The Soviet Union reacted to President Reagan's European tour with exceptionally sharp criticism today, accusing Reagan of rejecting the principle of peaceful coexistence and dreaming of going down in history as "the gravedigger of the ideas of detente."
This harsh reaction followed a week of ambivalence by the official Soviet media in covering Reagan's just-concluded trip. Reagan's tactic of coupling searing words on the Western quest for freedom with offers to Moscow of steps to reduce the dangers of war apparently confounded Soviet officials. The media carefully paraphrased Reagan's pronouncements; not once was he quoted directly.
The acrimonious commentaries--one a signed article in Pravda that reflected highest level Kremlin authorship--indicate that Moscow no longer sees Reagan as a simplistic cowboy shooting from the hip with ill-conceived statements. Instead, he now appears to be seen here as a far more dangerous politician out to inflict maximum damage on the Soviets in the propaganda battle for Western European public opinion.
Earlier, the president's musings about the possibility of limited nuclear war and other off-the-cuff remarks had led Western diplomats here to joke that perhaps the president and his secretary of defense were covertly working as consultants for the Kremlin's propaganda bureau.
But Reagan's speeches during his tour of Western Europe obviously had been tailored skillfully, it is felt here. His emphatic call in London for an anticommunist crusade was carefully balanced, in a speech in West Berlin, with offers of steps designed to build mutual confidence. These included a proposal to exchange more information on missile tests and on the capabilities of strategic weapons, but they were not published here.
Reagan's adoption of a more moderate stance actually had started before his European trip when he offered to meet Soviet President Leonid Brezhnev and then called for a sharp reduction in nuclear arsenals of the two countries to be negotiated at the forthcoming strategic talks in Geneva. He also promised to abide by the provisions of the second agreement reached at the strategic arms limitation talks, an accord he previously had described as being "fatally flawed."
The Soviets were skeptical about Reagan's conversion, arguing that it was designed to take the steam out of the antinuclear movement in Western Europe and the United States. Yet the fact that the president seemed to have embraced more moderate positions has led some Soviet analysts to voice hopes that a constructive dialogue with the Reagan administration may be possible after all.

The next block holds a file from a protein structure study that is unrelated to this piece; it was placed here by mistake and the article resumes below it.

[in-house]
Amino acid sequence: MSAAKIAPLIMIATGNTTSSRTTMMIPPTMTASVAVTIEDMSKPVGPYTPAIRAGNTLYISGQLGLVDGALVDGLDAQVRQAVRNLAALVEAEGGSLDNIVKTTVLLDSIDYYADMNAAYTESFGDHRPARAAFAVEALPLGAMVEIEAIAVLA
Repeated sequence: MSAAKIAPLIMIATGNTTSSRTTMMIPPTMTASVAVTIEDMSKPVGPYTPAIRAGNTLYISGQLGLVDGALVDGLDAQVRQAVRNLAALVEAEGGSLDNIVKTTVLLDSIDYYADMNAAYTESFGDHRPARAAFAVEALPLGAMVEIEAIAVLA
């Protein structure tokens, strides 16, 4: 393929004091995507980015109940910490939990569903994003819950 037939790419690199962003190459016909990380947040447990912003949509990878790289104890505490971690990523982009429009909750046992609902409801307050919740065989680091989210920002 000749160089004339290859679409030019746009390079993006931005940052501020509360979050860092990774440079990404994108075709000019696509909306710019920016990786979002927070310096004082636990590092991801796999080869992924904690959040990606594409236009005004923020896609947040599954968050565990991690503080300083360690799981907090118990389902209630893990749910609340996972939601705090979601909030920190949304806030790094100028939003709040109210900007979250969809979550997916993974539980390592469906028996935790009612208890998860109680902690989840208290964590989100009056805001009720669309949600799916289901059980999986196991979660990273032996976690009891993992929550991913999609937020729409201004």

Now, Reagan's tour of Western Europe appears to have heightened Soviet skepticism again.
The Pravda commentary charged that Reagan's foreign policy "is the main source of current world tensions" and that this was demonstrated by his speeches in London and Bonn.
The government news agency Tass commented that the speeches showed Reagan was "obsessed by truly boundless, imperial ambitions" and that he "not only rejects the principle of peaceful coexistence but also, judging by everything, dreams of going down in history as the gravedigger of the ideas of detente."
The president's "belligerent rhetoric," Tass said, "revives the atmosphere of the worst times of the cold war."
It continued, "The president's London speech has further bared the aggressive, hegemonistic essence of the extremely dangerous foreign policy course that is being pursued by the present Washington administration and determined the ideological, propaganda and political content of this course."
The commentary dismissed Reagan's "so-called initiatives" in the area of arms control "whether these concern the lowering of the level of nuclear confrontation in Europe, the reduction of strategic arms or t reduction of conventional armed forces on European soil."
These proposals, the commentary said without giving details of Reagan's initiatives, are "not designed to genuinely curb the arms race" but are "attempts under the peace-loving guise, to secure military superiority for the United States and so that, on acquiring a sword--the longer and sharper the better--they can dictate their will to sovereign countries and peoples."
The commentaries implicitly acknowledge that Reagan has tactically played his hand skillfully. The principal thrust of all commentaries appeared to be aimed at Western Europe with the argument that Reagan's policy was not contributing to a more secure peace in Europe.
The Soviet commentaries also assailed the president personally, describing his speeches as "pompous" and his professions of peaceful intentions as "really blasphemous."